Prime Minister Benjamin Netanyahu on Sunday dismissed criticism of his government’s controversial plan to deport thousands of African asylum seekers from Israel to a third-party country, arguing that the people slated for deportation are not actual refugees.
“We are not taking action against refugees,” said Netanyahu at the beginning of the weekly cabinet meeting. “We are taking action against illegal immigrants who come here for work purposes. Israel will continue to be a shelter for true refugees and will eject illegal infiltrators.”
Last month, the Knesset approved an amendment to the so-called Infiltrator’s Law mandating the closure of the Holot detention facility and the forced deportations of Eritrean and Sudanese migrants and asylum seekers starting in March. Netanyahu announced deals to send the migrants to third-party countries in Africa, but has refused to specify the countries, though reports have named them as Uganda and Rwanda.
However, last week both Rwandan and Ugandan politicians denied that their countries would accept asylum seekers forcibly deported from Israel.
Last week, two American Jewish organizations expressed “grave concerns” over Israel’s planned deportations, telling Netanyahu the plan betrayed Jewish values.
“The sweeping nature of this deportation scheme, coupled with the extreme difficulty to access the Israeli asylum system, is having a devastating impact on the refugee community in Israel and betrays the core values that we, as Jews, share,” said the letter sent by the heads of the Anti-Defamation League and the leading Jewish immigration advocacy group, HIAS.
Netanyahu said Sunday that he had “heard the many claims,” but that the arrangements “guarantee personal safety for those who exit Israel. They receive approvals allowing them to live, work and integrate into the country. If they want, they can also return to their home countries. They are receiving significant financial aid from us.”
“Don’t forget that Israel has been investing a fortune in them during their stay, and will do so also while they travel to the third-party country to continue their lives,” he added.
“The arrangements I describe here are approved by the justice system and are continuously supervised by officials from Israel and the third country. I have approved additional funds to accelerate the examination of requests for asylum in Israel. This policy is perfectly in line with the Supreme Court’s orders and with international law, and therefore the claims voiced against us are baseless.”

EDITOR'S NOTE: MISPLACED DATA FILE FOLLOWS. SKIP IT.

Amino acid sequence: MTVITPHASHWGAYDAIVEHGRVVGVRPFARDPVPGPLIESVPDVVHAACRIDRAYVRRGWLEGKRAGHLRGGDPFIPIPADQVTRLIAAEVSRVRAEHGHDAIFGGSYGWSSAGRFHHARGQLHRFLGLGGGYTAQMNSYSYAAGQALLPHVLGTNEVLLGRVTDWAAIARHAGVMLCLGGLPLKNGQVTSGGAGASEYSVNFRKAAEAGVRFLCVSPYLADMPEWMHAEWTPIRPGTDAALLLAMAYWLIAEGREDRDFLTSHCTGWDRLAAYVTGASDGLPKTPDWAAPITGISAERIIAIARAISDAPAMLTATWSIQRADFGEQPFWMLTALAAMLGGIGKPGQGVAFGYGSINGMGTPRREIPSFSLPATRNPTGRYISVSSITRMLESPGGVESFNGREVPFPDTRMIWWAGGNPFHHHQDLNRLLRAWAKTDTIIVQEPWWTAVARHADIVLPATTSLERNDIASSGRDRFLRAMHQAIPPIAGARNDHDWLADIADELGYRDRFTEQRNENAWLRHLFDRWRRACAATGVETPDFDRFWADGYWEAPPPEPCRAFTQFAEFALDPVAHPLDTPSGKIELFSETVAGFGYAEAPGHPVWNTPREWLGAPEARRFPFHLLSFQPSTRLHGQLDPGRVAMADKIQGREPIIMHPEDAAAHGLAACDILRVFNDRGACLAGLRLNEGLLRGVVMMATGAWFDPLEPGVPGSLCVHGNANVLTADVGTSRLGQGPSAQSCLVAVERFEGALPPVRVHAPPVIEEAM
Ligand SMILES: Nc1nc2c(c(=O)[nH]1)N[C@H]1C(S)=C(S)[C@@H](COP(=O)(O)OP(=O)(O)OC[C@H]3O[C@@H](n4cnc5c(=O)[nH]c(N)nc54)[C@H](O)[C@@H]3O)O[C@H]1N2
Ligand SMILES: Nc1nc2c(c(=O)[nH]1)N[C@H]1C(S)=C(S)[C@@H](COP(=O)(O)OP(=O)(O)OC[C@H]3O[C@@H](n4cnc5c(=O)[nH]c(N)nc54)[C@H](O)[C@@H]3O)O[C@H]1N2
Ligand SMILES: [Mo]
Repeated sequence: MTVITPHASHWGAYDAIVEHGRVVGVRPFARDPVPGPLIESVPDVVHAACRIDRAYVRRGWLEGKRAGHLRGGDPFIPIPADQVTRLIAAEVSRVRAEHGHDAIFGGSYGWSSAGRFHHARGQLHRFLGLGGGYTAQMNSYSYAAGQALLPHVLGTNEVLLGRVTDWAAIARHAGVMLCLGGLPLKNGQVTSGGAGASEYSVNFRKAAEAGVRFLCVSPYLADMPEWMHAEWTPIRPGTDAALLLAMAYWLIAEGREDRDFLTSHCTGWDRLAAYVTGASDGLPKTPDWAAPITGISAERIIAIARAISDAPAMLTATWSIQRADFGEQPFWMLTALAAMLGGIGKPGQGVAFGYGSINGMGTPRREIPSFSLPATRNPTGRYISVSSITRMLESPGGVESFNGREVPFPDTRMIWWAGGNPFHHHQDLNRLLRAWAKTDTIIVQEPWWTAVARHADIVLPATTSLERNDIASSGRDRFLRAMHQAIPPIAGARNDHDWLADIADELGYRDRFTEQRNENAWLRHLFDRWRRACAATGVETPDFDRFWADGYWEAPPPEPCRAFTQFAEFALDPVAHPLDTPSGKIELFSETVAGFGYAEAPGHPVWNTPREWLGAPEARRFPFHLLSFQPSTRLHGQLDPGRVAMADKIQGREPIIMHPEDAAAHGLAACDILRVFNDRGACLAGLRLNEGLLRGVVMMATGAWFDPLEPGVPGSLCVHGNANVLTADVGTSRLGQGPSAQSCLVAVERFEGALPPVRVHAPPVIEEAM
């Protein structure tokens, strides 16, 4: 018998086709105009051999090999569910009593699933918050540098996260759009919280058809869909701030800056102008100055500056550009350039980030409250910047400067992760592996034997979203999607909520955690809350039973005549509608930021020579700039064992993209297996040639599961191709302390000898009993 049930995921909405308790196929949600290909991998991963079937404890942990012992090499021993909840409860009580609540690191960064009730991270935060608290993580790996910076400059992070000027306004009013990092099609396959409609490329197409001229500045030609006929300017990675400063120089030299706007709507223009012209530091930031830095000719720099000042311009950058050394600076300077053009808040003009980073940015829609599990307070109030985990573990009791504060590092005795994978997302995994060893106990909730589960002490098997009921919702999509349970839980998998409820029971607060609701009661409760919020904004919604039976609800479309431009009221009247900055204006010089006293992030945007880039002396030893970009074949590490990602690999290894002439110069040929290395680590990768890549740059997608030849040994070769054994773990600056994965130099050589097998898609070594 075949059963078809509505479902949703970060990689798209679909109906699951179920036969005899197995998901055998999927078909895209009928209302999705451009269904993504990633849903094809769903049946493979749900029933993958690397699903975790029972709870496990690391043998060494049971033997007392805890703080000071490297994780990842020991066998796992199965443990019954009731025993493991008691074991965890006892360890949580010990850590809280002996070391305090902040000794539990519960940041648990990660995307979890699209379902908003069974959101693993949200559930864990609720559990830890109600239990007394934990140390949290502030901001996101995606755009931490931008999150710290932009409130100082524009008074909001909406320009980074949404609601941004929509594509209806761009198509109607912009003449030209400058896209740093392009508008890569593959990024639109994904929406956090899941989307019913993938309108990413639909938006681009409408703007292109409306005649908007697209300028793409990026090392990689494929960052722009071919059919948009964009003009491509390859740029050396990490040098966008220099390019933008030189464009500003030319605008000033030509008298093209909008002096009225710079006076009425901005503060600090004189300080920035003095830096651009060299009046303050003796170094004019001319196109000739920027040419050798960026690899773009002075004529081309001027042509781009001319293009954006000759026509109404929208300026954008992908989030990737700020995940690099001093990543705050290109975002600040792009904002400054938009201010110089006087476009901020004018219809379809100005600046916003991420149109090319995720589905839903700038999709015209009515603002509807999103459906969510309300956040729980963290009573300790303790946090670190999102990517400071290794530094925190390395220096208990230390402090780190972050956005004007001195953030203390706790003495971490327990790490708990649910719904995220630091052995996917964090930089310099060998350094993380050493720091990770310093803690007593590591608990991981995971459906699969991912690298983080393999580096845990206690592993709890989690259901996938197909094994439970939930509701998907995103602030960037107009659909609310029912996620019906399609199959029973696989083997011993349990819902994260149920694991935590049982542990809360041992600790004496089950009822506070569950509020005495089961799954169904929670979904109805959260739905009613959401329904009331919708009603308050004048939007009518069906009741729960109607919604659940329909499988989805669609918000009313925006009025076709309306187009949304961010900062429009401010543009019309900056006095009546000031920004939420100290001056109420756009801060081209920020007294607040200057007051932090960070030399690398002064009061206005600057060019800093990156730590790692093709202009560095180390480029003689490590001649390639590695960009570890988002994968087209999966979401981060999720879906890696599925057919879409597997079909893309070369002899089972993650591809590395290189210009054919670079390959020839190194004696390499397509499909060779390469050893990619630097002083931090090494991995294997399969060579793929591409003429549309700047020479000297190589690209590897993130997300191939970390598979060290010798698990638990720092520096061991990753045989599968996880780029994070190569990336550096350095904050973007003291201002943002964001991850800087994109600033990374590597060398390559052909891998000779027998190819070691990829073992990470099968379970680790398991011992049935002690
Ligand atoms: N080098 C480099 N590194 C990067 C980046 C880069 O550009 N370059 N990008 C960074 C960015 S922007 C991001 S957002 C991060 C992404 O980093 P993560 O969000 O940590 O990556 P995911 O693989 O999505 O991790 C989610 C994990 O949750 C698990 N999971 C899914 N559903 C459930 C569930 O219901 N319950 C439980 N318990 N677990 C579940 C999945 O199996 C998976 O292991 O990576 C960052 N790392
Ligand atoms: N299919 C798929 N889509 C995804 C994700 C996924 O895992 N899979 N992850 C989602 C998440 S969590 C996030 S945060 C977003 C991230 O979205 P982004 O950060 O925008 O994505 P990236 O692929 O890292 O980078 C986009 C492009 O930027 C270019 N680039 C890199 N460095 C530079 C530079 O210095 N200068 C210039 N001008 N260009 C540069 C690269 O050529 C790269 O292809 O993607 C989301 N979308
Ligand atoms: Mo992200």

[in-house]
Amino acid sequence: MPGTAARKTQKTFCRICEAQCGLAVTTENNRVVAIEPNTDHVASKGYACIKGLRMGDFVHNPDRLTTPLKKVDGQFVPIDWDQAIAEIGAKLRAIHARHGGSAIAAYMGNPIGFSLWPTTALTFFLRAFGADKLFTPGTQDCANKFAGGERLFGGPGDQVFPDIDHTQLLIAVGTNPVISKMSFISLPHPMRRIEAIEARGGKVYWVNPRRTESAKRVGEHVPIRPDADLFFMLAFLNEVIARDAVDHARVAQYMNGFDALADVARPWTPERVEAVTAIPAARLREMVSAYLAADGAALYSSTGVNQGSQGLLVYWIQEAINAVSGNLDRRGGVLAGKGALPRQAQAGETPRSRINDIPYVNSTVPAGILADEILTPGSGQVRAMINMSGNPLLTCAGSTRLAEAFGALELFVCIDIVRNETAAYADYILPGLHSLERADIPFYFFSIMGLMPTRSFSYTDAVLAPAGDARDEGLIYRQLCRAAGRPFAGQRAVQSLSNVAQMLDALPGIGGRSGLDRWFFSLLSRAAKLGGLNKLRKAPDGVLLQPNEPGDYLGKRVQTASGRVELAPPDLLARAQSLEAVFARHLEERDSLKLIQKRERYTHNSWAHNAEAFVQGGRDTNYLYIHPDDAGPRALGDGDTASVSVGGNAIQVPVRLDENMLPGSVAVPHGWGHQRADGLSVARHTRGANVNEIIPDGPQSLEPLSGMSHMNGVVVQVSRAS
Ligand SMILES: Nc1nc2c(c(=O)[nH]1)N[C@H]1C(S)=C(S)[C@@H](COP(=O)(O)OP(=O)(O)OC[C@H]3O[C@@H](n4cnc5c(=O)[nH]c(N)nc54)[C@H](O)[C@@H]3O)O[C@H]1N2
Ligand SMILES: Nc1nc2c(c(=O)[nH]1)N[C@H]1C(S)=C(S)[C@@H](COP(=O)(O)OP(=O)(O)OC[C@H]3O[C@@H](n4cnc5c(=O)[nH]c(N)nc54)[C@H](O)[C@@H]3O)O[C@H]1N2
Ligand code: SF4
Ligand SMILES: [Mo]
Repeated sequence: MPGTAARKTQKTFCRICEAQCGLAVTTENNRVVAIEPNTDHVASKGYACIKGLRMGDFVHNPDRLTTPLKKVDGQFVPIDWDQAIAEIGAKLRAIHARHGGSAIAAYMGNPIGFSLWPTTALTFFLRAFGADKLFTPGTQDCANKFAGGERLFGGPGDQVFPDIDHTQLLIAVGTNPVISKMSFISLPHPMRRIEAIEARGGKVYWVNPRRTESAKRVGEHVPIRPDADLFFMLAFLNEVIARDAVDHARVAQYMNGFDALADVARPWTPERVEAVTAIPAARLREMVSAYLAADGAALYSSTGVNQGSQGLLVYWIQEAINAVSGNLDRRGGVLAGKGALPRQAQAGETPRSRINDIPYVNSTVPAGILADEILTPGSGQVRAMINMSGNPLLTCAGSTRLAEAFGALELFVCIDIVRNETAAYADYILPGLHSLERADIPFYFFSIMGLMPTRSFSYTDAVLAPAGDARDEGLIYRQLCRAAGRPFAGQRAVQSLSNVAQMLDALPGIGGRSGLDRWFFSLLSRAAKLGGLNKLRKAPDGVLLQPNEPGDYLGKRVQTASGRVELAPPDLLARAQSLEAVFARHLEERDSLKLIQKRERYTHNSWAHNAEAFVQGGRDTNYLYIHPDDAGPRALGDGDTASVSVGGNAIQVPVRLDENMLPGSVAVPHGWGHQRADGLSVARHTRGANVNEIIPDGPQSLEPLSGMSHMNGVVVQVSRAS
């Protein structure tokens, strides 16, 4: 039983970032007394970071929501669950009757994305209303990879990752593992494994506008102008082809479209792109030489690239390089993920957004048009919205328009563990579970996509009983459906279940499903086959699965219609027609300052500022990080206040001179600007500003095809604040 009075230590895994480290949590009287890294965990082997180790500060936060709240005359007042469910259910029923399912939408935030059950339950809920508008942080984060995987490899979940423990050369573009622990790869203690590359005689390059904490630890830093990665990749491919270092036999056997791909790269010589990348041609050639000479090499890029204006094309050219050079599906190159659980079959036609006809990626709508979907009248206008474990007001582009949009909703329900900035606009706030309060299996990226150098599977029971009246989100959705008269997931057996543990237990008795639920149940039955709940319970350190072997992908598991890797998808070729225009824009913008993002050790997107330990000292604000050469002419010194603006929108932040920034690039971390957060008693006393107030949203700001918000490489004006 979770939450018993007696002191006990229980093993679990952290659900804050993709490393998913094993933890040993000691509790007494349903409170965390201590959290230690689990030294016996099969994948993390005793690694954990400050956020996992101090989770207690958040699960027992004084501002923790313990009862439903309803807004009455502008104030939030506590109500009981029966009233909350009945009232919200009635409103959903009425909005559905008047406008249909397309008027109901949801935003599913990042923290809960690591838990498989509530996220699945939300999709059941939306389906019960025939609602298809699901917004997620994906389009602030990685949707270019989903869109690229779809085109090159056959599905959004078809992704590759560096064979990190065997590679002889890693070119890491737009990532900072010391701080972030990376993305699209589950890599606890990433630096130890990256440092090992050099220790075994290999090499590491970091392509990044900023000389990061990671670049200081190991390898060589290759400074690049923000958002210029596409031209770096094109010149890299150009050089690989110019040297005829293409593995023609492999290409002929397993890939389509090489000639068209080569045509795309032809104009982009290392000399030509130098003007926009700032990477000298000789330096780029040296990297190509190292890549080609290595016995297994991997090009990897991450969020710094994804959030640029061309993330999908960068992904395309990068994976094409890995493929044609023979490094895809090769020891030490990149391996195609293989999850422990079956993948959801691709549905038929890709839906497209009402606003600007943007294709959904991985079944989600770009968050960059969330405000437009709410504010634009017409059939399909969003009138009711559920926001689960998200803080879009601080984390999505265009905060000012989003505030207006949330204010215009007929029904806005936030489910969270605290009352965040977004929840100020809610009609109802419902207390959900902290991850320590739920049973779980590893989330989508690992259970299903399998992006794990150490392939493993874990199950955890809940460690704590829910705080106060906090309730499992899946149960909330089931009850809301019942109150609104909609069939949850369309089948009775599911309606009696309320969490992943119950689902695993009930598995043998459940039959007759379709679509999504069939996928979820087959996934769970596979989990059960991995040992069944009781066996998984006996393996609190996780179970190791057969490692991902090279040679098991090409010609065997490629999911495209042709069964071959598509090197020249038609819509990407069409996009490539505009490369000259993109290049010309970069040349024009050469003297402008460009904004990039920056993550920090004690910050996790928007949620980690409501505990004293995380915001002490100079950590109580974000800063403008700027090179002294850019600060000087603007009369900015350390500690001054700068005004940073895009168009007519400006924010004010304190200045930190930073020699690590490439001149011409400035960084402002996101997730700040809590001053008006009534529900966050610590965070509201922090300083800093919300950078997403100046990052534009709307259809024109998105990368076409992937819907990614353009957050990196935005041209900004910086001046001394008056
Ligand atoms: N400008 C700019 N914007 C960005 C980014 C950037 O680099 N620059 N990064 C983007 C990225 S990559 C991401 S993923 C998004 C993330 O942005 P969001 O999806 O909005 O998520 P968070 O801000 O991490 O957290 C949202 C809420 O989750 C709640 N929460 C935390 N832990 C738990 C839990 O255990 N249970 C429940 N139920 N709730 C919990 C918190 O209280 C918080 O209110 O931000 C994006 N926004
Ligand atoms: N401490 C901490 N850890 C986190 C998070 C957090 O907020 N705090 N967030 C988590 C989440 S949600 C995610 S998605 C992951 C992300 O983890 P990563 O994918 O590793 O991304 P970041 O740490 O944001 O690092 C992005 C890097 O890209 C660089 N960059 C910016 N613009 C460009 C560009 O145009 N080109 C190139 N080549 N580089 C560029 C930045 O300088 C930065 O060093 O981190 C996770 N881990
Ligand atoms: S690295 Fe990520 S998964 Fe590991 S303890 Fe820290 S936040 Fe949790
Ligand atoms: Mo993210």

Israel tacitly recognizes that Sudanese and Eritreans cannot return to their dangerous homelands, so it has signed deals with third-party countries that agree to accept departing migrants on the condition that they consent to the arrangement, according to activists.
Israel’s Population Immigration and Borders Authority (PIBA) has already started filling approximately 100 new positions to start carrying out the deportations in March, with some salaries as high as NIS 30,000 ($8,800) per month for a two-year contract. PIBA estimated that the deportation will cost an estimated NIS 300 million ($86 million), including an “exit grant” of $3,500 to each migrant and asylum seeker who leaves and, in the cases of migrants destined for Rwanda, a reported payout of $5,000 per head to the Rwandan government.
Rwanda and Uganda have already accepted about 4,000 migrants and asylum seekers who signed a document saying they had “willingly left” Israel, but the countries so far have not accepted any forcibly deported migrants.
In August 2017, the High Court of Justice ruled that the policy was legal, but also said that Israeli authorities had to first ensure that the countries to which migrants were being deported were safe.
There are approximately 38,000 African migrants and asylum seekers in Israel, according to the Interior Ministry. About 72 percent are Eritrean and 20% are Sudanese, and the vast majority arrived between 2006 and 2012. Many live in south Tel Aviv, where some residents and activists have blamed them for rising crime rates and lobbied the government for deportation.
Africans who are in Israel currently hold short-term residence visas that must be renewed every two months.